Diverticulitis occurs when one or more diverticula—small, bulging pouches that can form along your digestive tract—become inflamed or infected.
- Severe abdominal pain, typically on the left side
- Increased bouts of diarrhea or constipation
- Possibly fever and nausea
Who is at risk?
As you age, the walls of your intestines weaken and become more susceptible to diverticula. Cases of diverticulitis can begin in people as young as their 40s, though the majority of people suffering from diverticulitis are 80 years old or older.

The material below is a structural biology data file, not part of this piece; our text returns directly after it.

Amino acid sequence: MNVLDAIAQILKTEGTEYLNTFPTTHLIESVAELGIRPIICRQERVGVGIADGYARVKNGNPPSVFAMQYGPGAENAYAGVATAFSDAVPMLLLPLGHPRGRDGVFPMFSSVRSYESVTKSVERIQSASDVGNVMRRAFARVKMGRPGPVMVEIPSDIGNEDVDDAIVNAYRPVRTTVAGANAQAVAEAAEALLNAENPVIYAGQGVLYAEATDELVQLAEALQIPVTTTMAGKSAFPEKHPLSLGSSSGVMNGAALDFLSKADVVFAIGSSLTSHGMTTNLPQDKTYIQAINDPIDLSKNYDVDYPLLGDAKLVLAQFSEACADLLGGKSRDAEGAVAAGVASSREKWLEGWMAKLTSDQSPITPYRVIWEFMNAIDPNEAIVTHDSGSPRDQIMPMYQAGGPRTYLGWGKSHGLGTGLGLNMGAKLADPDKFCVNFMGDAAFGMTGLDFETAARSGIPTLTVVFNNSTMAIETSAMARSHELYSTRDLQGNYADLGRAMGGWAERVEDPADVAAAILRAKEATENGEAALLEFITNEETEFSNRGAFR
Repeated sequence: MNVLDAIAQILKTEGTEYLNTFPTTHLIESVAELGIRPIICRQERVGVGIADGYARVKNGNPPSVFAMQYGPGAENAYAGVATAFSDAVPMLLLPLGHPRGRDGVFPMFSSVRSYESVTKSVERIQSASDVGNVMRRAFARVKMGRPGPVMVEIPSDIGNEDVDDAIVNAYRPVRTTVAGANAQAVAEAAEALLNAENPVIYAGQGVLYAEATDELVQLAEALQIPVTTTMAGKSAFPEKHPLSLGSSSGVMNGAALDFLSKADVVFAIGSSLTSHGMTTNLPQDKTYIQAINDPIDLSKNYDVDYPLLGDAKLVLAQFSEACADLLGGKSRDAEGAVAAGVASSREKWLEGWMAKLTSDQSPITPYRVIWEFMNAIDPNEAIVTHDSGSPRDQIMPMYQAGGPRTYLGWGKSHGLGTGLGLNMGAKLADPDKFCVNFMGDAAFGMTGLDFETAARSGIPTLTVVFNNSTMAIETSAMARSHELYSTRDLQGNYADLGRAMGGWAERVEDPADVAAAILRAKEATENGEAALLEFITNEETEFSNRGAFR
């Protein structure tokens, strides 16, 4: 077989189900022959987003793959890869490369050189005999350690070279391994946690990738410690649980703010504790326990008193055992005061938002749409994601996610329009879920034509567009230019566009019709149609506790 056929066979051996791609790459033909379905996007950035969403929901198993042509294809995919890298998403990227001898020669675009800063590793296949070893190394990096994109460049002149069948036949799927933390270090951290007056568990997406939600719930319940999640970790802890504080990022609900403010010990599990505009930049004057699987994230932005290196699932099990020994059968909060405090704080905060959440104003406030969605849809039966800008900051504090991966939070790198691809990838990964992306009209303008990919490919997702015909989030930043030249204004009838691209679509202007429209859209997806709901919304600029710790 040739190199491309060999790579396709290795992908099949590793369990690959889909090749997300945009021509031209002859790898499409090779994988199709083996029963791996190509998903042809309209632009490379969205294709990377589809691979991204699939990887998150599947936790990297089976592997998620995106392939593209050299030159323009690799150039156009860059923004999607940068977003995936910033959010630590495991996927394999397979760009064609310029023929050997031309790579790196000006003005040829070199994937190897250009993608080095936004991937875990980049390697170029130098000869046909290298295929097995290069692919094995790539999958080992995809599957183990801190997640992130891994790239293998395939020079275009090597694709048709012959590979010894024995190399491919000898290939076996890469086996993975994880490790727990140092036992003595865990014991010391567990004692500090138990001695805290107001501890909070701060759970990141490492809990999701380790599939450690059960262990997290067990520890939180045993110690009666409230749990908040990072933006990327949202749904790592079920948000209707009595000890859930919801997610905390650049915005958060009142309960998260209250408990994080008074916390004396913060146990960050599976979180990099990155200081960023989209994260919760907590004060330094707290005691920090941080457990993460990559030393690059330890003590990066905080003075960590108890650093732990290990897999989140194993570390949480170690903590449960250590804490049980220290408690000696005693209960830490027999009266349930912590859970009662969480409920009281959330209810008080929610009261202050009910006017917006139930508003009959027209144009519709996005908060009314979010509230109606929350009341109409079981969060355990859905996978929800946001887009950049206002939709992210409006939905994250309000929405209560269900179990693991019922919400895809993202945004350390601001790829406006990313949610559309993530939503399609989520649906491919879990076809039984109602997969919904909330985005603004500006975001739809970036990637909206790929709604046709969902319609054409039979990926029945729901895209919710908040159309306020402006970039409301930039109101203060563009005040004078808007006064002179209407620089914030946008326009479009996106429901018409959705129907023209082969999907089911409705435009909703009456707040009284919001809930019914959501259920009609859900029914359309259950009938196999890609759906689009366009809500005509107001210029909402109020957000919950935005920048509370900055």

A diet rich in fiber, including beans, fruits and vegetables, helps digestion and keeps bowel movements consistent.
The best way to diagnose diverticulitis is with colonoscopy.
What is a colonoscopy?
During a colonoscopy, your doctor uses a long, slender, flexible tube attached to a camera to examine your intestines. If any polyps or suspicious areas are found, your doctor will pass surgical tools through the tube to remove and biopsy the area.
Mild cases can be treated with antibiotics, rest, and diet. More serious cases may require surgery.